The Devil’s Hour is a project in which I am front and centre, so we were determined to make a moment of it. When I was doing press for Becoming Elizabeth, the looks were more understated as that, although integral, it just wasn’t ‘my’ show. So I wore an incredibly cool jumpsuit from The Frankie Shop and a Dries Van Noten cropped jacket. For the premiere, I wore a stunning Stella McCartney pleather one shoulder dress that fit like a glove. I loved every single look. The project, and your role in it, absolutely dictates the route you go down.
What is your ideal getting-ready set up?
The team, the team, the team. Talia Sparrow is a make-up genius artist. And a right good laugh. Brady Lea is often wrestling my hair in to place. I will put my music on, get some coffees for everyone and just enjoy the process.
Food is often not factored into the schedule, and I have learnt from the past that teetering on to the red carpet in unfamiliar shoes whilst very hungry just does not work for me. So about half way through I will usually get some fries or eat a sandwich. I’ve been known to gobble up a plate of macaroni cheese just before an event. I honestly think people assume actresses don’t eat, so the shock on faces when I do this makes me giggle.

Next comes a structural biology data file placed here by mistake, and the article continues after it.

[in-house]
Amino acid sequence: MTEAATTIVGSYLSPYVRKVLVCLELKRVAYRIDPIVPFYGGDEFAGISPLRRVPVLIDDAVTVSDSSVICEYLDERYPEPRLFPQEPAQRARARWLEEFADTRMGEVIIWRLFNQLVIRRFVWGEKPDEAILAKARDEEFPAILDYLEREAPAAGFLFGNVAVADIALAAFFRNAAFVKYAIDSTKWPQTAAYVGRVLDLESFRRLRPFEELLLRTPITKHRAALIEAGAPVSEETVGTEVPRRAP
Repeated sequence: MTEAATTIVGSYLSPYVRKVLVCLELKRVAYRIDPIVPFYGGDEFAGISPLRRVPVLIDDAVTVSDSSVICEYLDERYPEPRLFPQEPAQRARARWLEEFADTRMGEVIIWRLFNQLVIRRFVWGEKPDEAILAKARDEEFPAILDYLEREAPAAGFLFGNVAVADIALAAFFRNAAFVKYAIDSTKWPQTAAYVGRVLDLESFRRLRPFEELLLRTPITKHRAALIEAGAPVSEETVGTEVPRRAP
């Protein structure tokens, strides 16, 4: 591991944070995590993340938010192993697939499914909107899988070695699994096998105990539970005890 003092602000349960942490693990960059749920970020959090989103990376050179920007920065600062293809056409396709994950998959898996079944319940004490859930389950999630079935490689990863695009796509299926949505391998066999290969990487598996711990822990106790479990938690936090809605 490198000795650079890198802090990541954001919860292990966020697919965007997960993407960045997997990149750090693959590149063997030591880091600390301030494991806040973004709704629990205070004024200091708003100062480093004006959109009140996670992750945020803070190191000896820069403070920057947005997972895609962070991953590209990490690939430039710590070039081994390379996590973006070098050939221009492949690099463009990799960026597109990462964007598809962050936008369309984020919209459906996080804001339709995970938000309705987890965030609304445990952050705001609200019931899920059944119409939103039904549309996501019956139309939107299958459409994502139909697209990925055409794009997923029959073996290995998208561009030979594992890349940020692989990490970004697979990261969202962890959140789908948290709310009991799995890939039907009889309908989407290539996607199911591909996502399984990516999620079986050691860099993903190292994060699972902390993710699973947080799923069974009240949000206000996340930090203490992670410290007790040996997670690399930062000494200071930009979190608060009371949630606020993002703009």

Whose style have you always admired and why?
I love Maggie Gyllenhaal’s style, she always looks so comfortable in her body and therefore super sexy. Kirsten Dunst for the same reasons, as well as Sofia Coppola. That French girl understated look always inspires me, but I think it’s actually pretty hard to pull off.
Fashion has a reputation for being frivolous, but why does what we wear matter?
It is a major industry that provides so many jobs. That’s the practical answer. But my real answer is this: clothes have the ability to dictate how you feel. That is very powerful, and in my industry incredibly important. I know my job is to act, and I am comfortable with that. The fashion side can be intimidating, and I have been in situations where I’ve not been comfortable at an event because of how I look. I found that it instantly effects how I interact with people, whether I’m relaxed, whether I can have fun, which is ultimately what these events should be. A chance to express yourself through fashion and just have a good time.